I stood in the student-led chapel service singing along with a worship song that proclaimed, “Oh, the overwhelming, never-ending reckless love of God. Oh, it chases me down, fights till I’m found, leaves the ninety-nine.” Though drawing on the familiar imagery of the Parable of the Lost Sheep (Matthew 18:10-14; Luke 15:4-7), the words of the song struck me differently as I considered the 93 (not quite a full flock of 99!) first-year students I was teaching and the one particular student whose first writing assignment displayed some concerning evidence about his ability to succeed in my writing-heavy course. If Jesus was my model, did that mean I should leave the 92 to serve the 1?
In response to the alarming writing skills that I saw in this one student’s paper, I immediately began to reach out to campus partners for support. Knowing that the student had accommodations, I reached out to our Disability Access and Education Director to seek guidance on how I could be the teacher this student needed. She connected me with our Tutoring Services Director who gave me contact information for one tutor who was assigned to my course and another general writing tutor. Likewise, I reached out to the student’s advisor to let her know that her student would benefit from additional check-ins. Finally, I spoke with my Dean and several other faculty colleagues to share my predicament and get suggestions.
These many conversations took time, time that I could not have possibly devoted to every single one of my 93 students if they had all required the same level of attention. So, in finding the “one,” was I leaving behind the “ninety-nine”?
As a faculty representative on my institution’s Retention Committee, I have found myself immersed in conversations and research on how to increase student retention at my institution. Best practices in retention suggested that I should be doing all that I could to help that one struggling student persist. However, reality told me that I could not possibly offer that same level of intervention to every single student. I found myself wondering, “Is Jesus bad for retention? Is leaving the ninety-nine to help the one a poor example to follow if we want to increase our institutional retention and graduation rates?” I wrestled with this question for several weeks and pondered several possible answers:
1. Maybe Jesus was just being unreasonable if he expected others to leave their own proverbial “ninety-nine” to serve just “one.”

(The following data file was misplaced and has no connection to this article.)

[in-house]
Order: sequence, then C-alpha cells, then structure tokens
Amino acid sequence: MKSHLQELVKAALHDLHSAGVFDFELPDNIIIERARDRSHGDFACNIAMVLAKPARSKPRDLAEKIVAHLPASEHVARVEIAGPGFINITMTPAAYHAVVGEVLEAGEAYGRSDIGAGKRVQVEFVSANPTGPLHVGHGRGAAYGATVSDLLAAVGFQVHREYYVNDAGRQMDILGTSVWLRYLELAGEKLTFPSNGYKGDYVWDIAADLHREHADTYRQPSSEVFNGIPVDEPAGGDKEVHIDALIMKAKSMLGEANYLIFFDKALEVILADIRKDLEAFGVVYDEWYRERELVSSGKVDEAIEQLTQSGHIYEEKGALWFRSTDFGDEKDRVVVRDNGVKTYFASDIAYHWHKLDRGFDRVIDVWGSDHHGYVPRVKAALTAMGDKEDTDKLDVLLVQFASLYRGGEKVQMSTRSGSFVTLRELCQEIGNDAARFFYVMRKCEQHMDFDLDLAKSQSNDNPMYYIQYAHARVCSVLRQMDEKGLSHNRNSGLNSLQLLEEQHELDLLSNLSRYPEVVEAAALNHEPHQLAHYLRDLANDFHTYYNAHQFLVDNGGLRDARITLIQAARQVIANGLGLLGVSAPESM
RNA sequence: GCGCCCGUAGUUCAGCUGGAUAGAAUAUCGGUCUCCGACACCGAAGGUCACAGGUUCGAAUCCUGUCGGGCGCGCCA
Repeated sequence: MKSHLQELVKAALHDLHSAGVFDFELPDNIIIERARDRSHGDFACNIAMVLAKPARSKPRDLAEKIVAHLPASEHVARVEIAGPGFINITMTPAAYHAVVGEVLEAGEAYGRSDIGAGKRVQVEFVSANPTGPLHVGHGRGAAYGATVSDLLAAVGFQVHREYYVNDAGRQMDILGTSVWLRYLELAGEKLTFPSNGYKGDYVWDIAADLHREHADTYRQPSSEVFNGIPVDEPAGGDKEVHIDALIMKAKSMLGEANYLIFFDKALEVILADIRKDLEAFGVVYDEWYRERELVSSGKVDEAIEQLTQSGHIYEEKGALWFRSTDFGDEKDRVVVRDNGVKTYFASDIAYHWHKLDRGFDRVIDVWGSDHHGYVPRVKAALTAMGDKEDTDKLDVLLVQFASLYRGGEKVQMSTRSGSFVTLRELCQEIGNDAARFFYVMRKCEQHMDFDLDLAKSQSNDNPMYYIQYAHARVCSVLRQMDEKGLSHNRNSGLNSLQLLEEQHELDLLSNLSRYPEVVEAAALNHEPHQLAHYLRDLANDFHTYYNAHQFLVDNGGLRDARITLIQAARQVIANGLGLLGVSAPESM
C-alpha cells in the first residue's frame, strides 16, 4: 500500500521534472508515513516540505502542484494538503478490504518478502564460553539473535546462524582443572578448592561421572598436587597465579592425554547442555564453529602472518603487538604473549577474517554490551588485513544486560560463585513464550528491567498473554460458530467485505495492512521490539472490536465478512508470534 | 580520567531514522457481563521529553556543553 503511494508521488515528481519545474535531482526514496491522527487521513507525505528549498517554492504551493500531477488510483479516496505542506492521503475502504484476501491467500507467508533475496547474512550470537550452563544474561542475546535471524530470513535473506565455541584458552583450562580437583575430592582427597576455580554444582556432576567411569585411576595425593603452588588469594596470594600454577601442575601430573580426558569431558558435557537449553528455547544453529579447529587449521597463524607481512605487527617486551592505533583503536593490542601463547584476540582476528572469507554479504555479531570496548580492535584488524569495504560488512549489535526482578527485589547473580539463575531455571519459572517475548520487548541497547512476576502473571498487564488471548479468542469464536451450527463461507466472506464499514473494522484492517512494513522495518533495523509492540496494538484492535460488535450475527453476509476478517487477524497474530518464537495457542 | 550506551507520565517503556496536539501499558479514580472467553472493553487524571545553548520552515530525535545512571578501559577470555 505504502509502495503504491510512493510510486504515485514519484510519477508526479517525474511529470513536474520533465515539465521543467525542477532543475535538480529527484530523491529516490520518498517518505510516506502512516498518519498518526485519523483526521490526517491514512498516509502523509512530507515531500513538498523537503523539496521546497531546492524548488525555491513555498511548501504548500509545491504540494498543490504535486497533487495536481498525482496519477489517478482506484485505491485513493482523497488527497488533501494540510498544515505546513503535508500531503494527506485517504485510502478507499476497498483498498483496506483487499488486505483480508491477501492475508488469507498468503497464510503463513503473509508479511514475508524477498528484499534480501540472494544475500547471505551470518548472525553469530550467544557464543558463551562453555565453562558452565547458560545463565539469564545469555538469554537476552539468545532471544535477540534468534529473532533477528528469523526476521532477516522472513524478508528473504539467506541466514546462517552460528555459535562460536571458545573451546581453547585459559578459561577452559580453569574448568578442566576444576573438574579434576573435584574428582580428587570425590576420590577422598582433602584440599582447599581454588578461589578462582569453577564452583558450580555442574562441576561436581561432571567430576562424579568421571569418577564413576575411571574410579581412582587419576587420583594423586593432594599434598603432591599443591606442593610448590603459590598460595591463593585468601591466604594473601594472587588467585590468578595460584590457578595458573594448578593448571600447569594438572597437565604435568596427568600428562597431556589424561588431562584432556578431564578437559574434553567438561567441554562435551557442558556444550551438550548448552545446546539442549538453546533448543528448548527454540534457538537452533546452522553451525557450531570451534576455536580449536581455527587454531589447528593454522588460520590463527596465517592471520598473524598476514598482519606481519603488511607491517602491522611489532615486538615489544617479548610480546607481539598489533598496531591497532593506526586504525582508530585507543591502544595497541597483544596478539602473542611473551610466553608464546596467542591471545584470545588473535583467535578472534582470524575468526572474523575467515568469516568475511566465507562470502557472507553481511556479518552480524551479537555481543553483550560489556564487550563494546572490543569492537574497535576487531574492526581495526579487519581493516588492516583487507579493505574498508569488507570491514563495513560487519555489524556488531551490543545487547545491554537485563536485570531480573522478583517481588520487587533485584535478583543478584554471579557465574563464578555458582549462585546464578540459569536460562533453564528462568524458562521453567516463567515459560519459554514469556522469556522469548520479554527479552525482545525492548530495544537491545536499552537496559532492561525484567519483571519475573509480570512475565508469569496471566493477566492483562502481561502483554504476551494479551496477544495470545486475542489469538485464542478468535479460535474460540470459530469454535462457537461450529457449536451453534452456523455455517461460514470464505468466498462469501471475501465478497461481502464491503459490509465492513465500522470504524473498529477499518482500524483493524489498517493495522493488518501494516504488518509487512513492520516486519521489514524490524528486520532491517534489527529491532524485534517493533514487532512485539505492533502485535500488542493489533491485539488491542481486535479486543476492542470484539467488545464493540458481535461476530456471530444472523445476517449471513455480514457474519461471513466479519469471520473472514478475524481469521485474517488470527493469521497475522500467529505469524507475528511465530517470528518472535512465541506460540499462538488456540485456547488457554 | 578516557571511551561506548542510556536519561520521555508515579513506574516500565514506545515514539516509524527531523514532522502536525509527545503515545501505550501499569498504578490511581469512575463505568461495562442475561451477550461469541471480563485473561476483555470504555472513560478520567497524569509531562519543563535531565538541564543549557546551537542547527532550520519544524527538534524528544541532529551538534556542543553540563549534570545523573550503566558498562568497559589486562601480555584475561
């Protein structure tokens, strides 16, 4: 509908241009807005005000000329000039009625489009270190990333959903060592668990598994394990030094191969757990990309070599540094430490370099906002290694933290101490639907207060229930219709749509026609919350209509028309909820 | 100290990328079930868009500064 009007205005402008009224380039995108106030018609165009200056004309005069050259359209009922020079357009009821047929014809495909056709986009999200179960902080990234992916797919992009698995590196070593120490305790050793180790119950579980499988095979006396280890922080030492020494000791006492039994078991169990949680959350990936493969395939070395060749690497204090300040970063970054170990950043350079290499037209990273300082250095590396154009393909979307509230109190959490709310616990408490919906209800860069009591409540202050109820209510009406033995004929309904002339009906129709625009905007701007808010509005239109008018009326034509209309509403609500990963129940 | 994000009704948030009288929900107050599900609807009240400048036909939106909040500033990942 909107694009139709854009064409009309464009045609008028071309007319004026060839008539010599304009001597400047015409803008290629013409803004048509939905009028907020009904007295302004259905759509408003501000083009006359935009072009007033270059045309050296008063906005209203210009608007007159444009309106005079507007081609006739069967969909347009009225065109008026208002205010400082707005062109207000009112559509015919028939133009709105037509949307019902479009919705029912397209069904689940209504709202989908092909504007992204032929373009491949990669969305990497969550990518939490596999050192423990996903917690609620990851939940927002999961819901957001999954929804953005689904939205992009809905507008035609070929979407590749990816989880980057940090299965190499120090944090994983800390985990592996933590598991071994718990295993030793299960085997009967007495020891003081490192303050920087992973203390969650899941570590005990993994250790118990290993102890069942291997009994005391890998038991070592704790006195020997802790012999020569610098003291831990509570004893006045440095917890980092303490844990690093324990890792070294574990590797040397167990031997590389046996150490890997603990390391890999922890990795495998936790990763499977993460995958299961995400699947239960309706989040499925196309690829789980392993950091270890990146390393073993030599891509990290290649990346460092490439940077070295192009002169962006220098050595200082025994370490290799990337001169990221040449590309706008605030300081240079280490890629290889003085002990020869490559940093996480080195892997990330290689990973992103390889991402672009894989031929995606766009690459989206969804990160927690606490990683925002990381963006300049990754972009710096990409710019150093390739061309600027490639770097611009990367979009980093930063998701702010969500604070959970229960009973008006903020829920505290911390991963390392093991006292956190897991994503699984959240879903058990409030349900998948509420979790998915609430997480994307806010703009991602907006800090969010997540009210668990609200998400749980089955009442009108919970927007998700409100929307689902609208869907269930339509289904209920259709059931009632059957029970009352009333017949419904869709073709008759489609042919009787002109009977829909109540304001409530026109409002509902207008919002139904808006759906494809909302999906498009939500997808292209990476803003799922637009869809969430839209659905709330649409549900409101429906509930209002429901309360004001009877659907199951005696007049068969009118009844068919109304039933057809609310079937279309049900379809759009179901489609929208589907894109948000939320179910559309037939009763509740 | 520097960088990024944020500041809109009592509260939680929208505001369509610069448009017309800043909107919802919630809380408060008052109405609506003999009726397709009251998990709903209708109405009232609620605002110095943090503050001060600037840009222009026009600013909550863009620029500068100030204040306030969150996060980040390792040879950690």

2. Maybe leaving the ninety-nine is admirable but is the purview of Jesus alone and not a model for the rest of us to follow.
3. Maybe the Bible has nothing at all to say to institutional student retention strategies.
4. Maybe we need to forget about institutional retention data and the “ninety-nine” in order to throw all our resources into the “one.”
I was dissatisfied with all these possible answers until I went back to the text of Luke’s version of the Parable of the Lost Sheep. Luke’s account reads:
Which one of you, having a hundred sheep and losing one of them, does not leave the ninety-nine in the wilderness and go after the one that is lost until he finds it? And when he has found it, he lays it on his shoulders and rejoices. And when he comes home, he calls together his friends and neighbors, saying to them, “Rejoice with me, for I have found my lost sheep.” (Luke 15:4-6 NRSVUE)
As I reviewed this text, I was struck by the ways in which the parable emphasized personal and communal connections. Yes, the shepherd leaves the ninety-nine, but in doing so, he creates the opportunity to share a special moment with just the one he carries. Likewise, he does not keep his joy to himself. Instead, he gathers a community around the one to celebrate its re-integration into the collective life of the community. Thus, by the end of the parable, the ninety-nine who were left and the one who was found both have communities of support. The ninety-nine maintain the support of their gathered community. Likewise, the effort expended for the one served to attach that one to the community.